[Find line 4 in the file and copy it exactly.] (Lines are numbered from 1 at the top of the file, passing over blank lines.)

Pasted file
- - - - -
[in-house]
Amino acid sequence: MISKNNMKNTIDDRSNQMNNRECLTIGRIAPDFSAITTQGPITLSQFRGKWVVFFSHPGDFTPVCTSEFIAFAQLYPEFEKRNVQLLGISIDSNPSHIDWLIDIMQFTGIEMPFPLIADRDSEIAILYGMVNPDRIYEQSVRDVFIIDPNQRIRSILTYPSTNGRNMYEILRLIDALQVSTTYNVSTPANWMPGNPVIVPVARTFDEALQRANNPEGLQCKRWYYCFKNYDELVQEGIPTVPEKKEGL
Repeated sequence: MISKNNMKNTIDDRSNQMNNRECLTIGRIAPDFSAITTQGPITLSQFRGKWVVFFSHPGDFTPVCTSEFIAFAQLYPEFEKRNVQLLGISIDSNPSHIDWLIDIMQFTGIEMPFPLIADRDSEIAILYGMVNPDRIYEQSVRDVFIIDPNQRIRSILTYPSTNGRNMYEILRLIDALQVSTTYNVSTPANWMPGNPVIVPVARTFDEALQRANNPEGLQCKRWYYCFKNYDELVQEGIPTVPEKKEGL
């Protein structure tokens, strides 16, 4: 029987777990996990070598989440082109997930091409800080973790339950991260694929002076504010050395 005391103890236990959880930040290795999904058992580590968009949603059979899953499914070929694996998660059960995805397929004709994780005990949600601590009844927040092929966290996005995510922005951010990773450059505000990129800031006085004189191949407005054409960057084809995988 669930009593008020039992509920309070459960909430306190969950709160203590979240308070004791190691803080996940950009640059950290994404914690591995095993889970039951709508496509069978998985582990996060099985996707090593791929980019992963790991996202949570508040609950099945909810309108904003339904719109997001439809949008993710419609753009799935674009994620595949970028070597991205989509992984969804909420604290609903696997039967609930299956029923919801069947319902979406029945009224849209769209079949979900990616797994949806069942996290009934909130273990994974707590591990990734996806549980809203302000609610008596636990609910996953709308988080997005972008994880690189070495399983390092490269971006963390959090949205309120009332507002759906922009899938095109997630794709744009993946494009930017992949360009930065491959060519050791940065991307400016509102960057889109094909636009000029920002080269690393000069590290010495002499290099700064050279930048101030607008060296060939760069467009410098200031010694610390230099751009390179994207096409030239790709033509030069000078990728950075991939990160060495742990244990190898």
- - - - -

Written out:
């Protein structure tokens, strides 16, 4: 029987777990996990070598989440082109997930091409800080973790339950991260694929002076504010050395 005391103890236990959880930040290795999904058992580590968009949603059979899953499914070929694996998660059960995805397929004709994780005990949600601590009844927040092929966290996005995510922005951010990773450059505000990129800031006085004189191949407005054409960057084809995988 669930009593008020039992509920309070459960909430306190969950709160203590979240308070004791190691803080996940950009640059950290994404914690591995095993889970039951709508496509069978998985582990996060099985996707090593791929980019992963790991996202949570508040609950099945909810309108904003339904719109997001439809949008993710419609753009799935674009994620595949970028070597991205989509992984969804909420604290609903696997039967609930299956029923919801069947319902979406029945009224849209769209079949979900990616797994949806069942996290009934909130273990994974707590591990990734996806549980809203302000609610008596636990609910996953709308988080997005972008994880690189070495399983390092490269971006963390959090949205309120009332507002759906922009899938095109997630794709744009993946494009930017992949360009930065491959060519050791940065991307400016509102960057889109094909636009000029920002080269690393000069590290010495002499290099700064050279930048101030607008060296060939760069467009410098200031010694610390230099751009390179994207096409030239790709033509030069000078990728950075991939990160060495742990244990190898």